With the theory in place, it was time for empirical analysis – we performed a lot of experiments and the proposed method seemed to work pretty well! It was already mid November and the WWW deadline was just a week away. We wrote the paper and submitted it hoping for the best. The reviews were out in February and we got a weak accept and two weak rejects. The reviewers’ main concerns were that the experiments were run on synthetic data and that the methods did not meet the novelty bar. We were unable to sell the elegance of the synthetic data generation method and explain sufficiently as to why it is a fairly representative sample. Ditto about the novelty aspects of the two-stage approach. Our next target was KDD – we made changes as per the reviews and even included a section which discussed the proposed method’s resilience to evasion. We had to manually label around 200 streams and run experiments on them, to highlight the real-world efficacy of our method. KDD is a top, top conference and we had high hopes this time around. But when we got the reviews after a nerve-wracking two months, nothing had changed – again a weak accept and two weak rejects. The most disappointing thing was the fact that we’d received high scores on the individual parameters of evaluation (like technical quality, novelty, impact, etc.), but the final decisions of each reviewer were not inclined towards an accept. Personally, the results of KDD were really hard to take. WWW was written in a hurry and in hindsight, the paper was not mature enough at that point in time, but I still think in a better year, and with slightly better presentation, we could’ve pulled off a KDD accept. After all the quality work, it was hard to take the rejects. PK had our back here. He made us understand that getting a paper accepted is an art in itself, and that the review process is highly subjective. He said that he was okay with submitting to ASONAM next. In this regard, I have tremendous respect for him. There are many who insist on an A* paper, sometimes even as a graduating requirement (for dual degrees), keeping the poor student in limbo. Though the memories are sad, I write about these rejections as a reminder that research is, at times, full of disappointments and that it takes a lot of skill and effort to get something accepted.
We still believed that we’d done some quality work and we really should be aiming for something high. On the other hand, two rejections means you’ve gone through similar content twice and have pulled out a week of all-nighters twice. It just takes its toll on the brain. However, we sat down to write for one more time, and decided to submit to ICWSM. This time, we made two major changes to tailor it to ICWSM. We included a section on characterizing chatbot behavior – since ICWSM is also about characterizing behavior on Social Media and not just about methods and algorithms. We decided to present results on real data first, and present the results on the synthetic data next (as something that is necessitated by the fact that the results on real data are not exhaustive). Hemank helped with a lot of the efforts this time around. We felt that another rejection would waste a lot of time, especially with Shreya’s thesis depending on it, and we withdrew ICWSM submission. We ended up submitting a paper titled Characterizing and Detecting Livestreaming Chatbots to ASONAM and it was finally accepted there! This happened in May, roughly about a year since we’d started.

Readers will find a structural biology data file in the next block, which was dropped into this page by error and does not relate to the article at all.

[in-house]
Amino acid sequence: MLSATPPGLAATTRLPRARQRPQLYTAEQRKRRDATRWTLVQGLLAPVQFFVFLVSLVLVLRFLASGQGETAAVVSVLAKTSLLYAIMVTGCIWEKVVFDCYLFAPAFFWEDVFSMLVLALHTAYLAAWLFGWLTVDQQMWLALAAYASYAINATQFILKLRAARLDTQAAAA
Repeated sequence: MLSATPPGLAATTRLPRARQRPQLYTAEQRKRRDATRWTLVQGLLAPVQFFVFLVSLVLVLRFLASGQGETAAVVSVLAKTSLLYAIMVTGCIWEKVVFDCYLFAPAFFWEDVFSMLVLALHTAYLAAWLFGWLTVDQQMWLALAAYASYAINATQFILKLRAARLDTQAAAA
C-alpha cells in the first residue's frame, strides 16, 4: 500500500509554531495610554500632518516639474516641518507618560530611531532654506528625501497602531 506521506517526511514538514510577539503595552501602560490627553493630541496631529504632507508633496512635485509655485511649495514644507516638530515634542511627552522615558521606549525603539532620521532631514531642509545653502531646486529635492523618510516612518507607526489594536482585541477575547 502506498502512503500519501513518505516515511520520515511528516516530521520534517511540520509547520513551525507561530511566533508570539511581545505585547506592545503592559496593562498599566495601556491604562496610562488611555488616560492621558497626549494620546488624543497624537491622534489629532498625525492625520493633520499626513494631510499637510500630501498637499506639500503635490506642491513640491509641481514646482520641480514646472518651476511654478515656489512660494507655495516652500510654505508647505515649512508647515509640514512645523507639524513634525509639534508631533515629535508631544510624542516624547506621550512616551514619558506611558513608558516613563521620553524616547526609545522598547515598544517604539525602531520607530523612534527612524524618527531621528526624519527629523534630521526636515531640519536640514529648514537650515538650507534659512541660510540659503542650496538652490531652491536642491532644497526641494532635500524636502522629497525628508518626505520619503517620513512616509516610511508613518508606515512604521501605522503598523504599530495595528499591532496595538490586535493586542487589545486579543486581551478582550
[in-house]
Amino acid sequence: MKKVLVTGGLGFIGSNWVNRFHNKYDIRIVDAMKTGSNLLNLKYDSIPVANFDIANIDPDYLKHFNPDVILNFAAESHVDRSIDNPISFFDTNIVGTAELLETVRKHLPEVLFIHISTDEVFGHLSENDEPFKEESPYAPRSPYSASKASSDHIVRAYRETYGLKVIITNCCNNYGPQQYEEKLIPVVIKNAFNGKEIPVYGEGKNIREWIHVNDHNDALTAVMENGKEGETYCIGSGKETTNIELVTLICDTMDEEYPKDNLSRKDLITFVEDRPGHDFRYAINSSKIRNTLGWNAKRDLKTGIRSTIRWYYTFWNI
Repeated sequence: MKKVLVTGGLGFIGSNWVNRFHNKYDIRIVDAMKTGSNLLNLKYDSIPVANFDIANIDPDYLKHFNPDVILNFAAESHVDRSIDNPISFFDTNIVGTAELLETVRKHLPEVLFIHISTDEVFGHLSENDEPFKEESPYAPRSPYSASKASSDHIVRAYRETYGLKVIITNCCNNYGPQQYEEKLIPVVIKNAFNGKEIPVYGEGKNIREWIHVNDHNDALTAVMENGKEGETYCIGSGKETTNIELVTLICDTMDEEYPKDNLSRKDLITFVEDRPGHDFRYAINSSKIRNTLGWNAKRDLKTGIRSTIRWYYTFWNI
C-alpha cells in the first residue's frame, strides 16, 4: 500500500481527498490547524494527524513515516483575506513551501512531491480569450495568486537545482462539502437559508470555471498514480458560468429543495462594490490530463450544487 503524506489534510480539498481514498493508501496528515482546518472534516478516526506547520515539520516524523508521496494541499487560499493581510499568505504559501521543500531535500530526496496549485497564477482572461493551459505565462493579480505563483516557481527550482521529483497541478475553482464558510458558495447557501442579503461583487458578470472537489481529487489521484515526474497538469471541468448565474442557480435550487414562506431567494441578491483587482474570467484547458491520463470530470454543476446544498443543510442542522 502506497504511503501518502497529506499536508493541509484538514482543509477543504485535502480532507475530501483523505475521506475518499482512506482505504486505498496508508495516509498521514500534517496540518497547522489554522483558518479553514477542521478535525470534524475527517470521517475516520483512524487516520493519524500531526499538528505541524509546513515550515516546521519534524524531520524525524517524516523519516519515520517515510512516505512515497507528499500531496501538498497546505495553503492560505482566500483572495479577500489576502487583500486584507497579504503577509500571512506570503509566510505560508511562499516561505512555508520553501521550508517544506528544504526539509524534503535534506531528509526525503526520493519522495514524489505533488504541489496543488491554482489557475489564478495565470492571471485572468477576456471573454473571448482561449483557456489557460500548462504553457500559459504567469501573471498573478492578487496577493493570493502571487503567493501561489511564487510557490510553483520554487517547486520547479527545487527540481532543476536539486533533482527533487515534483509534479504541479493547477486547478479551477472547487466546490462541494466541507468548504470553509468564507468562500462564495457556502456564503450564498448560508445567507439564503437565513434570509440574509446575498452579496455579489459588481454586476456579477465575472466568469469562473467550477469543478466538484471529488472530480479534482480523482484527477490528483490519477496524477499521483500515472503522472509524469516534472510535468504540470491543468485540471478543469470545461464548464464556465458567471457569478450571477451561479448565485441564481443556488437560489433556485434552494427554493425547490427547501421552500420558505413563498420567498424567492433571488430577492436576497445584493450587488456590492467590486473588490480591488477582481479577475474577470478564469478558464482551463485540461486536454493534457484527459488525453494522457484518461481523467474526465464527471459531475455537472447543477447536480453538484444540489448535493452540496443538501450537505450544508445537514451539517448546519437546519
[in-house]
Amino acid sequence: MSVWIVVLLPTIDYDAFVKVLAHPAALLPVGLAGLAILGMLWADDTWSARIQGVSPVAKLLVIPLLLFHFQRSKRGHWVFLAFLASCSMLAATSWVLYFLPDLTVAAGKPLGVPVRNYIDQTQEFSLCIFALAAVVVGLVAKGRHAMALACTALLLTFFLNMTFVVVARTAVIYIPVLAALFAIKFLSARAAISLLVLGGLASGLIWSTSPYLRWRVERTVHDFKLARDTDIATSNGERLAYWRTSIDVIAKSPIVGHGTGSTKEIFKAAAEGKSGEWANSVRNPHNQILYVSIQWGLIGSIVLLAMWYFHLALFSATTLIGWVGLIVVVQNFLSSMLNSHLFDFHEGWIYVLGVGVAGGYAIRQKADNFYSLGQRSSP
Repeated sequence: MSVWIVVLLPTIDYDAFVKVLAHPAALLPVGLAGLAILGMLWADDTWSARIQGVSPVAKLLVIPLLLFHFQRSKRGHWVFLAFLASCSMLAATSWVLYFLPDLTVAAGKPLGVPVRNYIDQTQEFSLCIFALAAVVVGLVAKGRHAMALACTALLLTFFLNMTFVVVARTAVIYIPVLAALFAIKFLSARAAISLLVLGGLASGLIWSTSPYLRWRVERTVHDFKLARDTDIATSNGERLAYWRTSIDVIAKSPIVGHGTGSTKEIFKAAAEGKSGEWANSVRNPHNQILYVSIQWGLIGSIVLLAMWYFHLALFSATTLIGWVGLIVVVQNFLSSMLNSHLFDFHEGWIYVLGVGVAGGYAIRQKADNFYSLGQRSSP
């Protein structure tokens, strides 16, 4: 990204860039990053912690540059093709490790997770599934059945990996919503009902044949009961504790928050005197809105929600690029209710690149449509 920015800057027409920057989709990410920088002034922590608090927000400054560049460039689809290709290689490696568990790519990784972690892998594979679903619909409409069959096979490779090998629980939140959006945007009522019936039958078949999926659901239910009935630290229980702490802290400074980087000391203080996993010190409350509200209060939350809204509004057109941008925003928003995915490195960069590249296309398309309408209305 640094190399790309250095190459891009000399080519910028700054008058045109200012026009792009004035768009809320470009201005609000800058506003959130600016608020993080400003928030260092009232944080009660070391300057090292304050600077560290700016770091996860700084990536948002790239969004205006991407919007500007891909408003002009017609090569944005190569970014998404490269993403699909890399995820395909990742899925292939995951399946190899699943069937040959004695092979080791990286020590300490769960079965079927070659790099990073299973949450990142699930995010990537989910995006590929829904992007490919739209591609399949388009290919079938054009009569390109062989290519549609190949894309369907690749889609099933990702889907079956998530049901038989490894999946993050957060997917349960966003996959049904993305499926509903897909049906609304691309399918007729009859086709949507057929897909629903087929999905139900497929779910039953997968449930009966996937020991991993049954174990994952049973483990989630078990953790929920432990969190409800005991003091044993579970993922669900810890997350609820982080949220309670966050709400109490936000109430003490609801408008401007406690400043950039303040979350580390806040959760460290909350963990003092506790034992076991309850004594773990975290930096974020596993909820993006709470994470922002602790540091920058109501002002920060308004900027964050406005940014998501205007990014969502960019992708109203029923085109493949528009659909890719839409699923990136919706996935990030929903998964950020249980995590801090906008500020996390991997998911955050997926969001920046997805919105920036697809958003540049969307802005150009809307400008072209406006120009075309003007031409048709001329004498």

All of this was a tremendous learning experience. I matured as a researcher and I’m grateful to PK and Precog for the opportunity. Technically, I can now say that I have some domain knowledge about anomaly and bot detection, and bits of data-mining in general. I remember Vedant’s words from an earlier blog (Vedant is a Precog alum pursuing his PhD at UMD) – the purpose of research is to elucidate, not obscure – in other words we should aim to look at things from first principles, ask relevant questions, and solve the problem at hand, not look at building something unnecessarily complex and hide behind technical jargon. I also note here that one of the unique things about PK is that he focuses primarily on societal problems and having an impact, as against solely on garnering publications. For instance, a lot of my friends spend tons of time on Twitch and YouTube Live, and I can clearly relate to the impact our work might have on improving their livestreaming experience. He has also taught me the importance of building relationships and networking. Without him, we would never have got the opportunity to work with folks like Neil and Hemank. And speaking of them, I’ve learned about how to look at things at different levels of granularity and when to focus at what level. They’re also unbelievably thorough and rigorous in their work. Need to make a point? Plot the right figure, use the right statistical tool, perform the right set of experiments, and the like.
Would I do all of this again? In a flash! If you get a chance to work with PK, just grab onto it with both hands and make use of the great opportunity that you’ve earned. Kudos to him for setting up an amazing group and giving students a chance to do something they like.